SOFAR float Mediterranean outflow experiment data from the first year, 1984-1985 Report uri icon

abstract

  • In October, 1984, the Woods Hole Oceanographic Institution SOFAR float group began a three-year long field program to observe the low frequency currents in the Canary Basin. The principal scientific goal was to learn how advection and diffusion by these currents determine the shape and amplitude of the Mediterranean salt tongue. Fourteen floats were launched at a depth of 1100 min a cluster centered on 32N, 24W, and seven other floats were launched incoherently along a north/south line from 24N to 37N. At the same time investigators from Scripps Institution of Oceanography and the University of Rhode Island used four other SOFAR floats to tag a submesoscale lens of Mediterranean water. Slightly over twenty years of float trajectories were p reduced during the first year of the experiment. In this report we briefly describe the 1984 field operations and show the first year's SOFAR float data. Perhaps the most striking result is that westward flow within the Mediterranean salt tongue was found to be confined to a rather narrow jet {roughly 150 km in meridional extent) which had a mean speed of roughly 2 em s -l. To the north or south of this jet the mean flow was much weaker and eastward. This suggests that currents associated with the salt tongue itself {rather than the gyre scale circulation) may be most important for determining the salt distribution.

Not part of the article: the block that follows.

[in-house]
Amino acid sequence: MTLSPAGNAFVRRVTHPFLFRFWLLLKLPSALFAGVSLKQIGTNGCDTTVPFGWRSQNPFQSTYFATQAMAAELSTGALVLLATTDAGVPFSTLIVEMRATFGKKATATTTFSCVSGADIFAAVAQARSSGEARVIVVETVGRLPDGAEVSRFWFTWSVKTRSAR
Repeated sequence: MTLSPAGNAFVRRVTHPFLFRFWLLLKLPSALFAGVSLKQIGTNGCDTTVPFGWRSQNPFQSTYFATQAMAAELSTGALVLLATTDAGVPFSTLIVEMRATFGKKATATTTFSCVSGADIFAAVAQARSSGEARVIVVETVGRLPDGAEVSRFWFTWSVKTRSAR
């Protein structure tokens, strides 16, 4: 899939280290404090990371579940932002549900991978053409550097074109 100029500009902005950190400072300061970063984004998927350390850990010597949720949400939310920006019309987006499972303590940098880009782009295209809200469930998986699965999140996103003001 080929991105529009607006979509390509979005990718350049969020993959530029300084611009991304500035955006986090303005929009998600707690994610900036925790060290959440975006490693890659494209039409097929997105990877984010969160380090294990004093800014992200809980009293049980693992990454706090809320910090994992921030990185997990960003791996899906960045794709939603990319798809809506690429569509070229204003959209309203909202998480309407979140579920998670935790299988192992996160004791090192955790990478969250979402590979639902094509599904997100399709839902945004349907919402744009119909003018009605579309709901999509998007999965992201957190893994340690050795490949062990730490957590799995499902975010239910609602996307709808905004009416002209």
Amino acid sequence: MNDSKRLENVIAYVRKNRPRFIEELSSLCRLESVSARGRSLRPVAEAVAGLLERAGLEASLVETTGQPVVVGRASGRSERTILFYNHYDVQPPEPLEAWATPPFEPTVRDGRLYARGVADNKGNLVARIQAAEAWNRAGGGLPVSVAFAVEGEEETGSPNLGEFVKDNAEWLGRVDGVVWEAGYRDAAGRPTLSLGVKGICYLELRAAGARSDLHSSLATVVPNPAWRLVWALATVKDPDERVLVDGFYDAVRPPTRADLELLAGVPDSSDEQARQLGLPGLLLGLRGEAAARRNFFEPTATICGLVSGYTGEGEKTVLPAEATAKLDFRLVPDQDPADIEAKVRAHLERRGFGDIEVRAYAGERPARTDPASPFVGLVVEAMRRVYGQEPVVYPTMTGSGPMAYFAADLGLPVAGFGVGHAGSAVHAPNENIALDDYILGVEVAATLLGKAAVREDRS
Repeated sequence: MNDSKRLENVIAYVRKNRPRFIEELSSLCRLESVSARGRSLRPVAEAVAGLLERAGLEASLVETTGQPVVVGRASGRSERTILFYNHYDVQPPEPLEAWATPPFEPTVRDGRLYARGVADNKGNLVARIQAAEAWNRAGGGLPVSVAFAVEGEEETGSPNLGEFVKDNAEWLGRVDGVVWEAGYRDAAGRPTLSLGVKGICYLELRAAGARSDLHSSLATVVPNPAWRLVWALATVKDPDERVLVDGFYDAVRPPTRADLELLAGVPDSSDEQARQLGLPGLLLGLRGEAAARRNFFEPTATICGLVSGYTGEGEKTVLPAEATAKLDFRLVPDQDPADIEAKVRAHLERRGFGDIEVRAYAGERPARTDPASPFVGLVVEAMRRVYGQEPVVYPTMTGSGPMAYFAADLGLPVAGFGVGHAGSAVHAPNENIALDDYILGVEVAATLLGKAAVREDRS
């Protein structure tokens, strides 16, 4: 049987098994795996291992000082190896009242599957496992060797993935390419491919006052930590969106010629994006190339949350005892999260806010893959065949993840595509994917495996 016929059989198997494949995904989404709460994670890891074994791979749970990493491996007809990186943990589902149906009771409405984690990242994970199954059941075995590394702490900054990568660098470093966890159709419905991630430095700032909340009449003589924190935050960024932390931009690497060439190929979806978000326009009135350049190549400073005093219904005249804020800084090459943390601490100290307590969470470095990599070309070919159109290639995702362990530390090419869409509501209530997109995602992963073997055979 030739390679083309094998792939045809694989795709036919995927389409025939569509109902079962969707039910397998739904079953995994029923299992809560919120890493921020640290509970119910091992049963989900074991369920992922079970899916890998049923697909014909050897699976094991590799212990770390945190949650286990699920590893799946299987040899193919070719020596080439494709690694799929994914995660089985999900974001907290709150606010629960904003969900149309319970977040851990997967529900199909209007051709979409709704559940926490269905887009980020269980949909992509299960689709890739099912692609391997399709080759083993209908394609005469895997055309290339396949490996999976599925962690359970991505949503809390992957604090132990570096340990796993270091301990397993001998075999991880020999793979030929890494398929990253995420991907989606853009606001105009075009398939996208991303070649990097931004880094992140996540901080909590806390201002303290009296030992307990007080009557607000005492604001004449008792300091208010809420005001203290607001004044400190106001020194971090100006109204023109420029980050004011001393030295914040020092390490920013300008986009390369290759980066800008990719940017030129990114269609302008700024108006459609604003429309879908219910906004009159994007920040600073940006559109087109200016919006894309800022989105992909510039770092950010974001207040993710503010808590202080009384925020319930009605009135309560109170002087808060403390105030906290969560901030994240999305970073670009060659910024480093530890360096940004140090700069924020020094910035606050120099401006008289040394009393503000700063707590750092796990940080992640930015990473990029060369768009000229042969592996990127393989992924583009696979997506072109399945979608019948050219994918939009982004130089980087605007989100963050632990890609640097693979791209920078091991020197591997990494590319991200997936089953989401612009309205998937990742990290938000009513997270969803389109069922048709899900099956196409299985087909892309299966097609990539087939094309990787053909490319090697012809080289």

publication date

  • 1986